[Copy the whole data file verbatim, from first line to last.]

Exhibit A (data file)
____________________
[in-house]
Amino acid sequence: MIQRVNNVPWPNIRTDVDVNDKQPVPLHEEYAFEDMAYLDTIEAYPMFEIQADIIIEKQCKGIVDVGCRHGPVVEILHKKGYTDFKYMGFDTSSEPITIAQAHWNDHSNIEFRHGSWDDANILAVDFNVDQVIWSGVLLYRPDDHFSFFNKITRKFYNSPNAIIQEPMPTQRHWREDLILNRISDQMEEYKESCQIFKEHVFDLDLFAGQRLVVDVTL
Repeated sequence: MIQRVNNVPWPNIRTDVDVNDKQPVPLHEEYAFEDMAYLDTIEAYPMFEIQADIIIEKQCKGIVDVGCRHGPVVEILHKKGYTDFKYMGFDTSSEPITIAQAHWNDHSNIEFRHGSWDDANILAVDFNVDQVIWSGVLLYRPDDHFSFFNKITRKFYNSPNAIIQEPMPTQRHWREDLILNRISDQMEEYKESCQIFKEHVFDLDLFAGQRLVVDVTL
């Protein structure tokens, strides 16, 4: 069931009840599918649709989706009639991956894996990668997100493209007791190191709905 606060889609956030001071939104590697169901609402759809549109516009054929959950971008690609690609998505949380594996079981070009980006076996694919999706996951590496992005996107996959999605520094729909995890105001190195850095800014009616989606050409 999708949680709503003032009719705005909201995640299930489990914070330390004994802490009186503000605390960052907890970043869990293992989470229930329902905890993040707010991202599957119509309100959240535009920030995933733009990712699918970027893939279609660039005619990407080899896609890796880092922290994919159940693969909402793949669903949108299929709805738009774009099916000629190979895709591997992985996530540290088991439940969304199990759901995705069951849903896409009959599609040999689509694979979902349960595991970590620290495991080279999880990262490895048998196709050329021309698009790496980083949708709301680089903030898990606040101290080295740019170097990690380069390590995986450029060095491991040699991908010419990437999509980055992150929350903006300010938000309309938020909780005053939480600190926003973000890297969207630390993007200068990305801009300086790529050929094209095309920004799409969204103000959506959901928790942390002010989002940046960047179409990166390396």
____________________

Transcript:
[in-house]
Amino acid sequence: MIQRVNNVPWPNIRTDVDVNDKQPVPLHEEYAFEDMAYLDTIEAYPMFEIQADIIIEKQCKGIVDVGCRHGPVVEILHKKGYTDFKYMGFDTSSEPITIAQAHWNDHSNIEFRHGSWDDANILAVDFNVDQVIWSGVLLYRPDDHFSFFNKITRKFYNSPNAIIQEPMPTQRHWREDLILNRISDQMEEYKESCQIFKEHVFDLDLFAGQRLVVDVTL
Repeated sequence: MIQRVNNVPWPNIRTDVDVNDKQPVPLHEEYAFEDMAYLDTIEAYPMFEIQADIIIEKQCKGIVDVGCRHGPVVEILHKKGYTDFKYMGFDTSSEPITIAQAHWNDHSNIEFRHGSWDDANILAVDFNVDQVIWSGVLLYRPDDHFSFFNKITRKFYNSPNAIIQEPMPTQRHWREDLILNRISDQMEEYKESCQIFKEHVFDLDLFAGQRLVVDVTL
């Protein structure tokens, strides 16, 4: 069931009840599918649709989706009639991956894996990668997100493209007791190191709905 606060889609956030001071939104590697169901609402759809549109516009054929959950971008690609690609998505949380594996079981070009980006076996694919999706996951590496992005996107996959999605520094729909995890105001190195850095800014009616989606050409 999708949680709503003032009719705005909201995640299930489990914070330390004994802490009186503000605390960052907890970043869990293992989470229930329902905890993040707010991202599957119509309100959240535009920030995933733009990712699918970027893939279609660039005619990407080899896609890796880092922290994919159940693969909402793949669903949108299929709805738009774009099916000629190979895709591997992985996530540290088991439940969304199990759901995705069951849903896409009959599609040999689509694979979902349960595991970590620290495991080279999880990262490895048998196709050329021309698009790496980083949708709301680089903030898990606040101290080295740019170097990690380069390590995986450029060095491991040699991908010419990437999509980055992150929350903006300010938000309309938020909780005053939480600190926003973000890297969207630390993007200068990305801009300086790529050929094209095309920004799409969204103000959506959901928790942390002010989002940046960047179409990166390396």